Is A level Law a good subject to take to get into Oxbridge?

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Antony Hughes
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My brother is thinking of pursing a Law degree when he is older and one of the things that seemed to confuse me was the mixed response people have given regarding the usefulness of A level Law.

Apparently it is considered a "Soft" subject meaning it is considered to be easy and is not a well respected subject.

I took some time to look at the top performing schools such as Private schools and Grammar schools and one thing that I noticed was that they seemed to offer politics instead of A level Law and considering the high demand for Law and how prestigious it is I thought that a lot of schools especially the top schools would offer this but they don't seem to.

This gives me the suspicion that top universities value the subject less in comparison to a combination of subjects like Politics, English and history.
Furthermore I read from an old post around 6-7 years ago that Cambridge actually listed it as a subject they don't prefer although I dont know how true this is.

What do you guys think?

Is it worth doing A level Law? And can it help get you into the top institutions?
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sublime-baths
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There’s a very simple answer to this question: no.

A level Law is completely and totally unnecessary to get into the top institutions. Nor is it required to study law. You’d be better off doing English or History as an A-level.
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ItsJustBella
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A lot of teachers I spoke to said A Level Law is not necessary and it’s quite useless, so it’s best not to bother with that. There’s also not a specific subject that needs to be taken in order for someone to do law but it’s probably useful to have an essay subject or two!
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_gcx
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There's plenty written on here about A-level Law. There was a shift in opinion at some point, I think. At the very minimum, it will not put at a disadvantage, and there wasn't really ever any evidence that it did, just random whisperings of it being "easy".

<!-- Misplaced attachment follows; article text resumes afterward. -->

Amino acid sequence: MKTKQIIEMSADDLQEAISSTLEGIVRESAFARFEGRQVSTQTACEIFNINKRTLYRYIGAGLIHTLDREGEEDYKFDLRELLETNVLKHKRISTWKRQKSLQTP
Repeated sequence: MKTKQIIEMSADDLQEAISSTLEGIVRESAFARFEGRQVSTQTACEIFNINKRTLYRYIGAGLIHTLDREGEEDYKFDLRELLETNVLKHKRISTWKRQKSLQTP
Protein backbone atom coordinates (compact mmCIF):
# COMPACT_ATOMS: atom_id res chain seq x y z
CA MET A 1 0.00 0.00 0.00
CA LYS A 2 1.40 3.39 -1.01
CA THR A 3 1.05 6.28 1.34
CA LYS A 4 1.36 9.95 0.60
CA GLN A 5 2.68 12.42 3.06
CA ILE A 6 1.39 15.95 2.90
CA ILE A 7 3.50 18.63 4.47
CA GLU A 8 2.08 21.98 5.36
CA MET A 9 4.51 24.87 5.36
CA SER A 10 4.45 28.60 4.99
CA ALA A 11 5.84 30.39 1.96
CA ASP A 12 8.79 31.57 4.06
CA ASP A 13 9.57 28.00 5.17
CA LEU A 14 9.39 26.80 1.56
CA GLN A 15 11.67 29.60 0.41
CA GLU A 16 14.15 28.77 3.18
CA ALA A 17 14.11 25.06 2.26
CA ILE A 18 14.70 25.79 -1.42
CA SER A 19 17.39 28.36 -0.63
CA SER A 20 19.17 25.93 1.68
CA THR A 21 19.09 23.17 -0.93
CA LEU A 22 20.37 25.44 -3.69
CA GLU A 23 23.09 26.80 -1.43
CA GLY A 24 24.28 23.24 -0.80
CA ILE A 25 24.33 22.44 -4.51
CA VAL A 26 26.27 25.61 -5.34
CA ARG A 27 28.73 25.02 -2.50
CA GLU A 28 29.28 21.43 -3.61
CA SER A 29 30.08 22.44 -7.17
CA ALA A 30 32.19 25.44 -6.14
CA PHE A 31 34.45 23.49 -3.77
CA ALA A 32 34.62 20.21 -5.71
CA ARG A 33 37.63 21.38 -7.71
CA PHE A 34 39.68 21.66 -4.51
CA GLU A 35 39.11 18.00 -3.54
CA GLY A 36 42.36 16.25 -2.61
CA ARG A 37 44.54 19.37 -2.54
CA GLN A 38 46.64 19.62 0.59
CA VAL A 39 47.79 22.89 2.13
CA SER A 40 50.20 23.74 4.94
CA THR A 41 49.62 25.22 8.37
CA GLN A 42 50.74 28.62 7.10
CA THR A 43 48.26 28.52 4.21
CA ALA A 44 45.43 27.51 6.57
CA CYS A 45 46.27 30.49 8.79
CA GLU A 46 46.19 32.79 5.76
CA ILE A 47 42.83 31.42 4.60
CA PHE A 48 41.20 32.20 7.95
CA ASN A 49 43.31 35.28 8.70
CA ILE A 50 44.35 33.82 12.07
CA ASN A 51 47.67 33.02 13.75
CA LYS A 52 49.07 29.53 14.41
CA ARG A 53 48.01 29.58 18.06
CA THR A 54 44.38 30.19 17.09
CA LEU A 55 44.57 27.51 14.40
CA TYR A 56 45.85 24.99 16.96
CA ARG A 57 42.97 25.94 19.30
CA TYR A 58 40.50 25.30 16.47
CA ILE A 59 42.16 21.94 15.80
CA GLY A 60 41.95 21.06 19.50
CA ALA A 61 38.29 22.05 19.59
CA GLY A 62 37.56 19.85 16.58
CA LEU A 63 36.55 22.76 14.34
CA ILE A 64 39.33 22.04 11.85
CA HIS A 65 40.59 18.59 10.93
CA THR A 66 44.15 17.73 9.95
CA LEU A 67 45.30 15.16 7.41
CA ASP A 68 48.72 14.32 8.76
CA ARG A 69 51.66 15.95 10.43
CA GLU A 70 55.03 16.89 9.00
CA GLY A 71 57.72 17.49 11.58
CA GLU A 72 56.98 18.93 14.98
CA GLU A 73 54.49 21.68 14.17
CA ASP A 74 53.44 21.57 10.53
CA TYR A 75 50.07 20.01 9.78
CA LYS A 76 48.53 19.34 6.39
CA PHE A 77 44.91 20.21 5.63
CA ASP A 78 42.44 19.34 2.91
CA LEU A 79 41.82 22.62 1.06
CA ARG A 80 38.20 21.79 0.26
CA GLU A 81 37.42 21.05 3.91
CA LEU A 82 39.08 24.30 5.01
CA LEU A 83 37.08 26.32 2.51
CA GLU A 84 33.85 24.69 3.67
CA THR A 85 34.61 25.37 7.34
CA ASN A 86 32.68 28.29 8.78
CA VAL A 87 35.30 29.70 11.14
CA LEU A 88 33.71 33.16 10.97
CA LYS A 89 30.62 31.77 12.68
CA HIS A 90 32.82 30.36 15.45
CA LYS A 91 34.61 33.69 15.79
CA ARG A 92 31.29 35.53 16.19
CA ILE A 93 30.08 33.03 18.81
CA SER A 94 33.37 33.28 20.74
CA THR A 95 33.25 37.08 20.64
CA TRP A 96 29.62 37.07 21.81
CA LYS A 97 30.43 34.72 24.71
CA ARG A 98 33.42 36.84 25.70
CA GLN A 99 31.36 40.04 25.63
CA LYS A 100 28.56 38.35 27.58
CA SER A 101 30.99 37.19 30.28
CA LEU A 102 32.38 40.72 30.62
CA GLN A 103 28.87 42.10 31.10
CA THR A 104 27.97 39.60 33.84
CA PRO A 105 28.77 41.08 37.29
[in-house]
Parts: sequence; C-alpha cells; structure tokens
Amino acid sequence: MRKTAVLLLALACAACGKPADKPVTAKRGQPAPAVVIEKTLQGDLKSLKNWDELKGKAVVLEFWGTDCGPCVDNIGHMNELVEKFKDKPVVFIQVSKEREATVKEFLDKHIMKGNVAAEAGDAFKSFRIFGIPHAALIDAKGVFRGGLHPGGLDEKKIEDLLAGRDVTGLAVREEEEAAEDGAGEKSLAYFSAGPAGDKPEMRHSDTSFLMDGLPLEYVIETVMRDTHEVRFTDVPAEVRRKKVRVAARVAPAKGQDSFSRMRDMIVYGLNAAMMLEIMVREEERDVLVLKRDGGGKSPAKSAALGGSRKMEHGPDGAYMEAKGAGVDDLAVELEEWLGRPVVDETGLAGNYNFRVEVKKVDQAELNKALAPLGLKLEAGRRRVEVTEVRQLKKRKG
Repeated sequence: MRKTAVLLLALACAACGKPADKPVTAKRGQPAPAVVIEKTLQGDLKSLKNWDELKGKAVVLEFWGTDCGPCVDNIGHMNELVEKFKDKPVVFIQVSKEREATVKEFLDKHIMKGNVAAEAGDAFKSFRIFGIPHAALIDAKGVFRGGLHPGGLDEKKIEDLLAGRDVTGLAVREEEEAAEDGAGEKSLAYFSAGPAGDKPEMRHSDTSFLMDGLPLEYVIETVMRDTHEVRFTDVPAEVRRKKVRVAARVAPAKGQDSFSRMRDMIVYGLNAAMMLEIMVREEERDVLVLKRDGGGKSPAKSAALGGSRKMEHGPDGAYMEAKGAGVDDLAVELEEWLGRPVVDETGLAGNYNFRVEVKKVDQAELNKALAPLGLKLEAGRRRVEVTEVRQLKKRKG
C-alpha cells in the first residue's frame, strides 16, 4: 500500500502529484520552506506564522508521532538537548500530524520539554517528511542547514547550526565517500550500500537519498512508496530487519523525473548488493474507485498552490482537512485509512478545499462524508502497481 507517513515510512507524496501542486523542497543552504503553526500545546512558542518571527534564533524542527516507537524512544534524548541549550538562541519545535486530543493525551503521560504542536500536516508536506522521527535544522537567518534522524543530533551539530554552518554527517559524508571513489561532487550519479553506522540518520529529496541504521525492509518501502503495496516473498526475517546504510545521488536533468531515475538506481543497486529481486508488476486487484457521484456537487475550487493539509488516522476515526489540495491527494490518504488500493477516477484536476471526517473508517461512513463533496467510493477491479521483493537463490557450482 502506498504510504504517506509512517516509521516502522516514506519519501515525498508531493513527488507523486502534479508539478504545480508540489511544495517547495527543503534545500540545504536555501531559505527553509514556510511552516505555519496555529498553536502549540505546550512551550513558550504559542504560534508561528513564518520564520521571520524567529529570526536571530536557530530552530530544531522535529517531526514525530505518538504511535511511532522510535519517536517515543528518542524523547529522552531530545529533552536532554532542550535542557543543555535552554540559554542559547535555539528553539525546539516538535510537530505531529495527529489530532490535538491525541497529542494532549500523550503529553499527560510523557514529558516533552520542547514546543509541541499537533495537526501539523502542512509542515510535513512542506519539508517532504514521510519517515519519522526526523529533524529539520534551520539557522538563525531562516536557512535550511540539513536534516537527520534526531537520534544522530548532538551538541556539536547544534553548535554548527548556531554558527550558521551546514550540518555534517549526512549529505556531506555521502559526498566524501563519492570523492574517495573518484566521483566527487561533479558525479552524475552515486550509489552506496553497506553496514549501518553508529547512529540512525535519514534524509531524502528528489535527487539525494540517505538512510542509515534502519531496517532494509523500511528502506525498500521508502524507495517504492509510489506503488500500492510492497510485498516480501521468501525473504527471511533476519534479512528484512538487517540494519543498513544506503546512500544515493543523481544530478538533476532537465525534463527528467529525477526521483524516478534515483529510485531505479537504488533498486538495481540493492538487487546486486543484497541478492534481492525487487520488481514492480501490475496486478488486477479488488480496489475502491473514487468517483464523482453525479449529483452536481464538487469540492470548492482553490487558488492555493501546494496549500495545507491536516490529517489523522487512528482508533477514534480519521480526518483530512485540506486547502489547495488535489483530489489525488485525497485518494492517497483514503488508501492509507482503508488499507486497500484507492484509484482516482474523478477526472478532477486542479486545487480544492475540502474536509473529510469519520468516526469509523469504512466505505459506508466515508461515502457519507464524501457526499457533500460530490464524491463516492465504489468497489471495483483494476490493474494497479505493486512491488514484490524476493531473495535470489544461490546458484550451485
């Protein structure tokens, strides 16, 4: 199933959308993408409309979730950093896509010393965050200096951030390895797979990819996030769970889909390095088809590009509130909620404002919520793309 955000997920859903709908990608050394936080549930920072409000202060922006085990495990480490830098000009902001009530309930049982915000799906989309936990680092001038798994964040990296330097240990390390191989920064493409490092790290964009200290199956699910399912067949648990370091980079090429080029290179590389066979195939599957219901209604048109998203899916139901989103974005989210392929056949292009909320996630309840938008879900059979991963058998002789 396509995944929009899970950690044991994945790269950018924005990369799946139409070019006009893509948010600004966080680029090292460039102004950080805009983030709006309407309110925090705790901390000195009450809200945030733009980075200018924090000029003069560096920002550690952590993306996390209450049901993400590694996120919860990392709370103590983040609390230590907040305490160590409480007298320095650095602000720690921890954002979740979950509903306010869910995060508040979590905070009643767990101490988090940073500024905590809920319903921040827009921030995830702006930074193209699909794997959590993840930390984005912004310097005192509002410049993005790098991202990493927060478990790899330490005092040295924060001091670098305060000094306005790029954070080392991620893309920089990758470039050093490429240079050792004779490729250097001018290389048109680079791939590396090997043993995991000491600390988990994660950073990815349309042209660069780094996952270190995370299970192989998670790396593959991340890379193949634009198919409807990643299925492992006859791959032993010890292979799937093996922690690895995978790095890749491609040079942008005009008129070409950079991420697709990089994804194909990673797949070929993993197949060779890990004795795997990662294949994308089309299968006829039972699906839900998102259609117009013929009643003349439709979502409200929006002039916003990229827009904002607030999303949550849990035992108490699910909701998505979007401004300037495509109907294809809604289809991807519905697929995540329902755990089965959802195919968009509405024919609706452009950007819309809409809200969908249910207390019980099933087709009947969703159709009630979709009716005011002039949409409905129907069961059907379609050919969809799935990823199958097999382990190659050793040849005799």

Not a soft subject at all. This attitude has carried though and you'll still find people discouraging A-level law now.
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edaram
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(Original post by sublime-baths)
There’s a very simple answer to this question: no.

A level Law is completely and totally unnecessary to get into the top institutions. Nor is it required to study law. You’d be better off doing English or History as an A-level.
OP - cambridge law offer holder here, this guy is right . Just because the Russel Group have stopped publishing what the facilitating subjects are does not mean they have stopped using them.
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camapplicant530
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Hi OP, i'll chime in with my thoughts:

It is absolutely not necessary to get into Oxbridge, and arguably it is advisable not to choose it as it's a lot harder to get an A* in, despite the lower grade boundary. I do politics / R.S. / law / history and it's the most complex subject by a significant margin.

Nevertheless, in my opinion it's very useful preparation for an LLB as it covers the basics of some of the 7 core subjects pretty comprehensively. The basics of Tort (particularly negligence) / Criminal is covered fully, with very little left out compared to similar units in an LLB syllabus. If you're really interested in what's left out, you can analyse the differences by just picking up a core text from year one of any LLB.

It's also worth mentioning that beyond the syllabus it also prepares you for writing problem questions, which is a massive part of any LLB. Getting the hang of: state the facts / apply the law / come to a conclusion is really useful preparation that I have found invaluable.
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edaram
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(Original post by camapplicant530)
Hi OP, i'll chime in with my thoughts:

It is absolutely not necessary to get into Oxbridge, and arguably it is advisable not to choose it as it's a lot harder to get an A* in, despite the lower grade boundary. I do politics / R.S. / law / history and it's the most complex subject by a significant margin.

Nevertheless, in my opinion it's very useful preparation for an LLB as it covers the basics of some of the 7 core subjects pretty comprehensively. The basics of Tort (particularly negligence) / Criminal is covered fully, with very little left out compared to similar units in an LLB syllabus. If you're really interested in what's left out, you can analyse the differences by just picking up a core text from year one of any LLB.